Plant-Based ‘Beyond Eggs’ Use No Corn Or Soy To Mimic Egg; Backer Bill Gates 'Can't Tell The Difference'

eggs
Hampton Creek Food's "Beyond Eggs" are plant-based and use no corn or soy in their production. How will the food industry respond? nickwheelroz, CC BY-NC-SA 2.0

The world’s first plant-based artificial egg went on sale in a California Whole Foods Wednesday, marking the potential start of an industry-wide shift in the reliance on corn and soy. “Beyond Eggs” use a mixture of 11 plants, including peas and beans, to recreate the versatility of its real-life doppelganger.

Backed by Khosla Ventures and Founders Fund, each backed in part by Bill Gates and Tony Blair respectively, Beyond Eggs is the brainchild of Hampton Creek Food’s CEO Josh Tetrick. Tetrick, who is neither a chef nor a scientist, points to the 1.8 trillion eggs laid each year that come from “places that normal people do not what their food to come from” as the inspiration for his project.

The Ethics Of Going Eggless

Tetrick assembled a robust arsenal of experts to craft the egg substitute. Relying upon the intellects of chefs, biologists, engineers, and other science PhDs, Tetrick and his team have worked on over 344 prototypes for their egg yolk product, and have studied 287 types of plants that range from peas to canola, according to GigaOM.

“We want to take animals out of the equation,” Tetrick told the Daily Mail. “The food industry is begging for innovation, especially where animals are involved – it is a broken industry.”

Much of the controversy surrounding chicken farming concerns chickens' health and living conditions. To keep the chickens at a certain level of fatness, for minimal cost, farmers often keep them on a steady diet of corn and soy — two products that health advocates claim contribute to carbon emissions and are notoriously treated with genetically modified organisms (GMOs), a fact often left out of a lot of food labeling. Additionally, animal rights activists question the morality of many commercial chicken farms, which house the chickens in too-small cages, or pack them in dark, open rooms and sell their eggs and meat under the guise of “cage-free” and “free range.”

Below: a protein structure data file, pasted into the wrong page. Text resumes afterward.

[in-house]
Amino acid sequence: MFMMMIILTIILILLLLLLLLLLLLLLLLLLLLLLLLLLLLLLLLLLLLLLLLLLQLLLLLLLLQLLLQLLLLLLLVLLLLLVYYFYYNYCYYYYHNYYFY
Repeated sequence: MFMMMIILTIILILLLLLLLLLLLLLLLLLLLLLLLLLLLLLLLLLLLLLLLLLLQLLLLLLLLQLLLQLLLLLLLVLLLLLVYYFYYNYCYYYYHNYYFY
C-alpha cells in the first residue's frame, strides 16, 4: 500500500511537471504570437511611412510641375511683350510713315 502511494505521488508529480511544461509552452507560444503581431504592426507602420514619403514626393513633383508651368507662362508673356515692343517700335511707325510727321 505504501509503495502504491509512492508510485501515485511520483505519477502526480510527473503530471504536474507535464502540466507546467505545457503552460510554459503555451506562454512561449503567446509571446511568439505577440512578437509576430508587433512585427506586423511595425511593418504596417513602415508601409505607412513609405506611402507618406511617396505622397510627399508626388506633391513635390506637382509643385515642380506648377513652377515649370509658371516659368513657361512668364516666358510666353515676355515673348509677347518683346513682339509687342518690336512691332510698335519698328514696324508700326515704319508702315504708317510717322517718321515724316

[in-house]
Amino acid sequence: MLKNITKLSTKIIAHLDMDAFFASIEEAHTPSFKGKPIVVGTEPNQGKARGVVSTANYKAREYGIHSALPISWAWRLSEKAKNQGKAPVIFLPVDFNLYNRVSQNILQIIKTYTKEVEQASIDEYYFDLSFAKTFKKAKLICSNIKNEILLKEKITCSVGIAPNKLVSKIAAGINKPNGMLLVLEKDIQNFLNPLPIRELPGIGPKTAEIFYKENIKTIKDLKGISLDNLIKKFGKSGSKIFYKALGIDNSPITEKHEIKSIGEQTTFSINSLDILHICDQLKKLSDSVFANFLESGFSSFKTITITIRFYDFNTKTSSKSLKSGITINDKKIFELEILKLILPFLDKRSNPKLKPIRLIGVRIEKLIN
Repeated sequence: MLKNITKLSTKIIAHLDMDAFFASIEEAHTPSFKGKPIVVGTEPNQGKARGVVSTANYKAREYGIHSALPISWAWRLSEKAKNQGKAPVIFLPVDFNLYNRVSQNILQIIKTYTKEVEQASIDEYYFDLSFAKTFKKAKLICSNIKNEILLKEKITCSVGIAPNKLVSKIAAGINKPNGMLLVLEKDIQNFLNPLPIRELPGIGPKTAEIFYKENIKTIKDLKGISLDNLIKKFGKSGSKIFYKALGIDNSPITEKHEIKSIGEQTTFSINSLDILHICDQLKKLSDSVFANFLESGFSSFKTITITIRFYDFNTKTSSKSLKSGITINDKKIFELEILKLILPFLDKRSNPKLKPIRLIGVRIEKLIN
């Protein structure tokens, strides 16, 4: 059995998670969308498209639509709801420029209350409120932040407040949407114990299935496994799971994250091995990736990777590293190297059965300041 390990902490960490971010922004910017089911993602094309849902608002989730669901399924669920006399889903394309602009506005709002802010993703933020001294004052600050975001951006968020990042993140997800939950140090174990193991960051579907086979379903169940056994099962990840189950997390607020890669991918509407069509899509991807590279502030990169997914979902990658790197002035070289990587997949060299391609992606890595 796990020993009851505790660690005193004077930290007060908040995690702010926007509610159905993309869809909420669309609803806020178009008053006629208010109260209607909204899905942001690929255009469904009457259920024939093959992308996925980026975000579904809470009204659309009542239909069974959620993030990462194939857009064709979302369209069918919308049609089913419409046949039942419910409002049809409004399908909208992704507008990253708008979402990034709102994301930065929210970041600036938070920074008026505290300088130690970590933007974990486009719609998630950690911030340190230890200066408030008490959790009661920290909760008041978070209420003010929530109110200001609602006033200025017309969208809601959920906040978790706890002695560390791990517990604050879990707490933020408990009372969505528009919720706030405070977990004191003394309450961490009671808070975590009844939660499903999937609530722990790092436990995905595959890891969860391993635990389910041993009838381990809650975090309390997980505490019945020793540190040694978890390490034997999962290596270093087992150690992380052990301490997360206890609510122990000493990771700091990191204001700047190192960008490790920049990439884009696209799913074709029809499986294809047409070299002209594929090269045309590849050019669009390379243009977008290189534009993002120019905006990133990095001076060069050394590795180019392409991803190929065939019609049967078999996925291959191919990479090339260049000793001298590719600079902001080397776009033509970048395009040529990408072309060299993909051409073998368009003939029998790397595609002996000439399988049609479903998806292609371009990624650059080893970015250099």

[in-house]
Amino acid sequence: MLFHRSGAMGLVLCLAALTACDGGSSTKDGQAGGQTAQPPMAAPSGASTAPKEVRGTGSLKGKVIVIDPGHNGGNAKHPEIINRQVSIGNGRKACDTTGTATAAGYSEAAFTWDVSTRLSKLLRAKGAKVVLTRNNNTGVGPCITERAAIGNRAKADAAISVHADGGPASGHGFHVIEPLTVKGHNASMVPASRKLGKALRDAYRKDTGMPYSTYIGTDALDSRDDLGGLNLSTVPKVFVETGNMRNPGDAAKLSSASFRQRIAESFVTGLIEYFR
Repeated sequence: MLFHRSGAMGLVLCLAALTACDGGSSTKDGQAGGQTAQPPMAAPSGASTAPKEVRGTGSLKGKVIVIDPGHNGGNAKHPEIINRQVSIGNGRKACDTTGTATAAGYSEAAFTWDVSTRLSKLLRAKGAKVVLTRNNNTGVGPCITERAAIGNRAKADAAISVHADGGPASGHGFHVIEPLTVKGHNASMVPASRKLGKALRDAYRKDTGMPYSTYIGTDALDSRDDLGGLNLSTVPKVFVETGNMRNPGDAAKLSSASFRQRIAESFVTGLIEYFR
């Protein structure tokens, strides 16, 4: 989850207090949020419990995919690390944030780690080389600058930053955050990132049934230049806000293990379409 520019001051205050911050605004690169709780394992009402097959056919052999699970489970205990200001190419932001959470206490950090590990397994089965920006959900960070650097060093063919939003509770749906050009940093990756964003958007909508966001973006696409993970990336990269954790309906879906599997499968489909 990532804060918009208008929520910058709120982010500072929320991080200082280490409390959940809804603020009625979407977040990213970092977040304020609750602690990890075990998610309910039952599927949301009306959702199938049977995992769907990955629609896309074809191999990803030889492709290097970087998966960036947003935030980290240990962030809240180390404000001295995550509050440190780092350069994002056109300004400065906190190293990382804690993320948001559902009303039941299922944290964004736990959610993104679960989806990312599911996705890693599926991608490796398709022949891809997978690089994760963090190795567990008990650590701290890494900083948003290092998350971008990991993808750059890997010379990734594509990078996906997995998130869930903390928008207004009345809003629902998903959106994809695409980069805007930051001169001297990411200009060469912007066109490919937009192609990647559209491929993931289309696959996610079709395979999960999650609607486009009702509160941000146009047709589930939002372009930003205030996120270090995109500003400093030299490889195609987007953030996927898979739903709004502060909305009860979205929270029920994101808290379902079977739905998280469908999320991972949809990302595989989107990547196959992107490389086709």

"Ninety-nine percent of our eggs come from dimly-lit, feces- and urine-smelling industrial warehouses," Tetrick said. "Putting aside animal-cruelty, it's just gross."

The problem is, chickens produce a stunning array of luxuries for the modern diet, one of which are nutritive, protein-packed eggs. So far, the leaps in egg-free baking have been marginal by many accounts. Eggs work as a natural binder in baked goods, in ways that other ingredients, such as flax and chia seeds, chickpea four, and vinegar, can’t recreate. They can produce the “lift” but not the bind, chefs often say.

"I've been cooking egg-free for over 16 years now and honestly I haven't been fully satisfied with any products yet," Allyson Kramer, vegan and gluten-free cookbook author, told Fox News.

Tetrick says his product is different. Even the most ardent omnivores, by his account, haven’t been able to tell the difference between his plant-based eggs and the real thing when used in cookies.

"My dad is a steak-and-potatoes kind of guy and loves it," he said. "Bill Gates and Tony Blair couldn't tell the difference."

A Replacement On The Horizon?

Beyond Eggs showed promise in recreating egg’s natural binding agency in some foods more than others. Muffins, cakes, and cookies — baked goods that rely on the egg’s yolk, something Beyond Eggs has made great strides in mimicking — fare pretty well in taste tests. The eggs also work well with oil to produce mayonnaise, which Hampton Creek calls “Just Mayo.” Scrambled eggs have proven more challenging.

“They just wouldn’t congeal at all,” Tetrick said, adding that they “had a really bad aftertaste.”

While Beyond Eggs currently sell for $1.83 per dozen (19 percent cheaper, Tetrick says, than regular eggs), stay on the shelf longer, offer greater health benefits, and are safer overall, some industry analysts argue that the company has too far an uphill climb to overtake the giants of agribusiness that currently dominate the space.

"Realistically they are never going to replace any significant amount of the poultry industry," Raymond Glahn, U.S. Department of Agriculture research physiologist, told Fox News. "Products like these come along all the time."

Hampton Creek envisions a future where international sustainability is possible through the use of their plant-based eggs — “to one thing that will replace everything,” as Tetrick says. If a country displays deficiencies in certain aspects of its diet, the firm hopes to compensate by offering the necessary substitutes, and to hopefully restructure the entire business of farming in the process.

“What we want to do eventually is find a way to work with farmers in the developing world to enable them to have new cash crops that can be used,” Tetrick told the Daily Mail. “Then we become the kind of company to be feared by the bad guys in the industry.”

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